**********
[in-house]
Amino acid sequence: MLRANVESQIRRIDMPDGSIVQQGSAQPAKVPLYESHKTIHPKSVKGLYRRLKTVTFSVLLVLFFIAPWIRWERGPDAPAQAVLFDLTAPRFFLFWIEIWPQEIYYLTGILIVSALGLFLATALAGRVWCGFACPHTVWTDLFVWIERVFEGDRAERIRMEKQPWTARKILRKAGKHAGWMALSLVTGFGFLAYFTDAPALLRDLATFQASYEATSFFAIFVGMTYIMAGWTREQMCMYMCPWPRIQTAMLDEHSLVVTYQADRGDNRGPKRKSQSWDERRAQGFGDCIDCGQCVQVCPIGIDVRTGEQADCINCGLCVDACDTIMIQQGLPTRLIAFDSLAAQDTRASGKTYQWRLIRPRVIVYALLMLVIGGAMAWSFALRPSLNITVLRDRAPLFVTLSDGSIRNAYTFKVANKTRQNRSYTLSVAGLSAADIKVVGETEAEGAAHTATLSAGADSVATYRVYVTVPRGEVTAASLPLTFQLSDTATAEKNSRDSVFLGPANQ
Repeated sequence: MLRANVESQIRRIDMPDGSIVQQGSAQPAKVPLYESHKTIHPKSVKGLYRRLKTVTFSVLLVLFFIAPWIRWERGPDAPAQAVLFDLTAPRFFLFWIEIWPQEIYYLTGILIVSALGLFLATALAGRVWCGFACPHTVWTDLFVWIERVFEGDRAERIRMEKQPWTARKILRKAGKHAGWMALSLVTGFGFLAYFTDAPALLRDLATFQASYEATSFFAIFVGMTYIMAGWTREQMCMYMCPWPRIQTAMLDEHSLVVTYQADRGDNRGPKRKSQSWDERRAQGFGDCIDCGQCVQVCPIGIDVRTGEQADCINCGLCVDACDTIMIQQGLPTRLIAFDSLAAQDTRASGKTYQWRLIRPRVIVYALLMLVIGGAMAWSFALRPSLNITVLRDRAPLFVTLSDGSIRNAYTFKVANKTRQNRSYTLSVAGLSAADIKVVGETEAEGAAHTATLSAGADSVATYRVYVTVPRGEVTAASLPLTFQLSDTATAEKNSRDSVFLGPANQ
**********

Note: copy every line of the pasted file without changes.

[in-house]
Amino acid sequence: MLRANVESQIRRIDMPDGSIVQQGSAQPAKVPLYESHKTIHPKSVKGLYRRLKTVTFSVLLVLFFIAPWIRWERGPDAPAQAVLFDLTAPRFFLFWIEIWPQEIYYLTGILIVSALGLFLATALAGRVWCGFACPHTVWTDLFVWIERVFEGDRAERIRMEKQPWTARKILRKAGKHAGWMALSLVTGFGFLAYFTDAPALLRDLATFQASYEATSFFAIFVGMTYIMAGWTREQMCMYMCPWPRIQTAMLDEHSLVVTYQADRGDNRGPKRKSQSWDERRAQGFGDCIDCGQCVQVCPIGIDVRTGEQADCINCGLCVDACDTIMIQQGLPTRLIAFDSLAAQDTRASGKTYQWRLIRPRVIVYALLMLVIGGAMAWSFALRPSLNITVLRDRAPLFVTLSDGSIRNAYTFKVANKTRQNRSYTLSVAGLSAADIKVVGETEAEGAAHTATLSAGADSVATYRVYVTVPRGEVTAASLPLTFQLSDTATAEKNSRDSVFLGPANQ
Repeated sequence: MLRANVESQIRRIDMPDGSIVQQGSAQPAKVPLYESHKTIHPKSVKGLYRRLKTVTFSVLLVLFFIAPWIRWERGPDAPAQAVLFDLTAPRFFLFWIEIWPQEIYYLTGILIVSALGLFLATALAGRVWCGFACPHTVWTDLFVWIERVFEGDRAERIRMEKQPWTARKILRKAGKHAGWMALSLVTGFGFLAYFTDAPALLRDLATFQASYEATSFFAIFVGMTYIMAGWTREQMCMYMCPWPRIQTAMLDEHSLVVTYQADRGDNRGPKRKSQSWDERRAQGFGDCIDCGQCVQVCPIGIDVRTGEQADCINCGLCVDACDTIMIQQGLPTRLIAFDSLAAQDTRASGKTYQWRLIRPRVIVYALLMLVIGGAMAWSFALRPSLNITVLRDRAPLFVTLSDGSIRNAYTFKVANKTRQNRSYTLSVAGLSAADIKVVGETEAEGAAHTATLSAGADSVATYRVYVTVPRGEVTAASLPLTFQLSDTATAEKNSRDSVFLGPANQ